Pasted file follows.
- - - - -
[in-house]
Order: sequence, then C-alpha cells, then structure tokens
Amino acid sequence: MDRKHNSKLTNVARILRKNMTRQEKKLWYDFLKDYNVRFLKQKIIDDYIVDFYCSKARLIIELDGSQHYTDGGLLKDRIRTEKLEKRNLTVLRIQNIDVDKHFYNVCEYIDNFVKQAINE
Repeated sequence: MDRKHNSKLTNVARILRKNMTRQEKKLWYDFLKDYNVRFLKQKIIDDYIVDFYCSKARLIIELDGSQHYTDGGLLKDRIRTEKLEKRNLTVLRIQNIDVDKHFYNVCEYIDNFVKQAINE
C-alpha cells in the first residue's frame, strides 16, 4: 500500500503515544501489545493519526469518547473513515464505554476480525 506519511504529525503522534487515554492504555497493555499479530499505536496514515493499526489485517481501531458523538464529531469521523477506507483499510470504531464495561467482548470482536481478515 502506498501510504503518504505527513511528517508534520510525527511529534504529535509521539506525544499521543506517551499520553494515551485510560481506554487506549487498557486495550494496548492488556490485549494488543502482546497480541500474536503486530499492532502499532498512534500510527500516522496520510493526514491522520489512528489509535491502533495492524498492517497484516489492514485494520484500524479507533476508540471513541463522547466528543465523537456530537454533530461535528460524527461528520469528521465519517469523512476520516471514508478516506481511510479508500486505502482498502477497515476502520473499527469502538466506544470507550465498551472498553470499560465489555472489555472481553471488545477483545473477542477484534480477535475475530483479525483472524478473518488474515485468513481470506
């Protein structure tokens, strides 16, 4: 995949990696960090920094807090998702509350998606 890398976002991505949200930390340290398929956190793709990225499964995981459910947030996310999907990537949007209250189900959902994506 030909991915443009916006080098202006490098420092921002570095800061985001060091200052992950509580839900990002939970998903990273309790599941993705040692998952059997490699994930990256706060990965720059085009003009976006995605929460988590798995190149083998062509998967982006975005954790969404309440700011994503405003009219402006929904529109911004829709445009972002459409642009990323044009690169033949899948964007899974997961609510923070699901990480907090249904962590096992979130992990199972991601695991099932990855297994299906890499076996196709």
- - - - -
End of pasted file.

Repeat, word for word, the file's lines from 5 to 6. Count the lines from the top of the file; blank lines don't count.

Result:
C-alpha cells in the first residue's frame, strides 16, 4: 500500500503515544501489545493519526469518547473513515464505554476480525 506519511504529525503522534487515554492504555497493555499479530499505536496514515493499526489485517481501531458523538464529531469521523477506507483499510470504531464495561467482548470482536481478515 502506498501510504503518504505527513511528517508534520510525527511529534504529535509521539506525544499521543506517551499520553494515551485510560481506554487506549487498557486495550494496548492488556490485549494488543502482546497480541500474536503486530499492532502499532498512534500510527500516522496520510493526514491522520489512528489509535491502533495492524498492517497484516489492514485494520484500524479507533476508540471513541463522547466528543465523537456530537454533530461535528460524527461528520469528521465519517469523512476520516471514508478516506481511510479508500486505502482498502477497515476502520473499527469502538466506544470507550465498551472498553470499560465489555472489555472481553471488545477483545473477542477484534480477535475475530483479525483472524478473518488474515485468513481470506
């Protein structure tokens, strides 16, 4: 995949990696960090920094807090998702509350998606 890398976002991505949200930390340290398929956190793709990225499964995981459910947030996310999907990537949007209250189900959902994506 030909991915443009916006080098202006490098420092921002570095800061985001060091200052992950509580839900990002939970998903990273309790599941993705040692998952059997490699994930990256706060990965720059085009003009976006995605929460988590798995190149083998062509998967982006975005954790969404309440700011994503405003009219402006929904529109911004829709445009972002459409642009990323044009690169033949899948964007899974997961609510923070699901990480907090249904962590096992979130992990199972991601695991099932990855297994299906890499076996196709």